For Man United’s David De Gea, facing Chelsea will always bring back mixed memories.
After all, Big Dave has rarely been on the winning side whenever United have faced the Blues in recent years, but he has been part of some classic encounters nonetheless.
Perhaps the most enthralling of those is the famous 3-3 that was played out at Stamford Bridge back in 2012, when – in typical Fergie-era style – United produced a stirring fightback from three goals down to earn a point against Andre Villas-Boas’ ambitious side.
But as brilliant as that was, the match is perhaps best remembered as the very moment De Gea’s United career took a turn for the better.
You see, prior to that match, the Spaniard had somewhat struggled at Old Trafford.
Signed for a then-record fee for a goalkeeper from Atletico Madrid in the summer of 2011, he faced the daunting prospect of replacing the recently retired Edwin van der Sar.
He came to the club with plenty of potential, having helped Atleti secure the Europa League title the season before, but his first few games in England were littered with howlers, and fans and pundits quickly started to question his place as United’s first-choice keeper.
Coming of age
Described as weak, lazy and seemingly lacking in confidence, De Gea often looked like a mistake waiting to happen in those early days.
Speaking about the goalies initial struggles at the club, Eric Steele, United’s goalkeeping coach at the time, said: “There were lifestyle issues. He’d sleep two or three times a day. He’d have his main meal late at night. He’d eat too many tacos.
“We pushed protein drinks on him straight after training. We physically made him drink. We had him in the gym a lot. He hated it. They don’t do the gym in Spain as much. We needed to build his core strength.”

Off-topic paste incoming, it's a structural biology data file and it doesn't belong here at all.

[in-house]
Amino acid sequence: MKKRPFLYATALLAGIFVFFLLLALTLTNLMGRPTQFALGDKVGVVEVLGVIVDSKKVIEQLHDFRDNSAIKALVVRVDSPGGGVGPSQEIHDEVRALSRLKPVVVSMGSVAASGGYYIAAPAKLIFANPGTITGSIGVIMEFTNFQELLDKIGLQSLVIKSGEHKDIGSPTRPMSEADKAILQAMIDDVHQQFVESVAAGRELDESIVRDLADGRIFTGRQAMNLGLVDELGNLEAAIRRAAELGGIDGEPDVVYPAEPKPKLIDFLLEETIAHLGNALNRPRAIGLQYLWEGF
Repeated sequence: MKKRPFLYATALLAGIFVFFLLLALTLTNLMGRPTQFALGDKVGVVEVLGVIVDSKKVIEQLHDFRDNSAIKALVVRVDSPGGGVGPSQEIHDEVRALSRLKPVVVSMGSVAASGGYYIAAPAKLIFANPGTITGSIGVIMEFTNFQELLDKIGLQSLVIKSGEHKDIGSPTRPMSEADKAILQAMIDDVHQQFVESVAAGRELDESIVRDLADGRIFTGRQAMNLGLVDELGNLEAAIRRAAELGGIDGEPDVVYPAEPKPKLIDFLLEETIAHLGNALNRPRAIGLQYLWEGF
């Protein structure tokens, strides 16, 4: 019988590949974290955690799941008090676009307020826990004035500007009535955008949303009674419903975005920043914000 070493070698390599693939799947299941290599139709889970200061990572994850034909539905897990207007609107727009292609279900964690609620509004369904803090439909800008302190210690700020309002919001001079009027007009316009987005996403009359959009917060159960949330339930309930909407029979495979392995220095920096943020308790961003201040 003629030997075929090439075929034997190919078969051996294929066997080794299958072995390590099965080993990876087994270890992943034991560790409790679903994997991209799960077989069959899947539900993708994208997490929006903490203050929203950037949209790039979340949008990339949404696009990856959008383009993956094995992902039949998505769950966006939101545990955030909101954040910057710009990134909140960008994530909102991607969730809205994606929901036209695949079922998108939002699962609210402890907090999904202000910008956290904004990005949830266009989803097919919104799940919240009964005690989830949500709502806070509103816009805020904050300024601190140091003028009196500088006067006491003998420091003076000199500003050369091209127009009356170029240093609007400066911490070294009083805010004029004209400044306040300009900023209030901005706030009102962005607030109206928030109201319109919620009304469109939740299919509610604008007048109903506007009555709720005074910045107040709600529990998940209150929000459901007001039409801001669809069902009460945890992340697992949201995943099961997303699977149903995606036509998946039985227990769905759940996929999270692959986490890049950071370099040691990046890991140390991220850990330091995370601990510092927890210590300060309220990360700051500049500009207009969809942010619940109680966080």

In fact, De Gea’s poor performances in his first few months with the side meant he began 2012 on the bench, behind Anders Lindegaard in the pecking order.
But an injury for the Dane in early February meant the castaway keeper was back in the starting line-up for their upcoming clash with Chelsea.
It was clear from the opening exchanges of the match that Chelsea would enjoy the lions-share of the game’s attacking play.
The Blues front trio of Daniel Sturridge, Fernando Torres and Juan Mata were all too much for United’s defence, and pretty soon, own-goals from Johnny Evans and Rio Ferdinand and a wonder-strike from Mata meant United were 3-0 down early into the second-half.
Of course, the United of old still had that never-say-die attitude, and two penalties inside 10 minutes were converted by Wayne Rooney, before Javier Hernandez slipped home the equaliser six minutes from time.
But the real drama came at the very end, when the Blues threatened to nick a winner in the dying moments.
With a free-kick on the edge of the area, Mata – who was largely considered the best player in the league at the time – looked poised to earn the Blues all three points.
But as his inch-perfect free-kick sailed into the top corner, De Gea dived at full-stretch to keep the ball out of the net with just the tips of his finger.
Not only did De Gea’s save earn United a valuable point away from home, but it helped De Gea show the Premier League what he was capable of and it gave him that much-needed confidence boast.
From there, he went on to play in United’s final 19 games of the season, keeping eight clean sheets in the process.
A few years later, in an interview with Sky Sports, De Gea said the save proved to be the turning point that saved his United career.
“It was probably a point where everything changed,” he said. “From this game on, I played better and better and better.”
Nowadays, few would argue that De Gea is one of the best goalkeepers in the world.
True, his stock has slipped just a little bit recently, following his disastrous run out for Spain at the World Cup and a number of mistakes for his club.
But on his day, few can match the United No.1’s reflexes, agility, and shot-stopping ability, and in recent years, De Gea has been the glue that’s held the club together in the difficult post-Fergie days.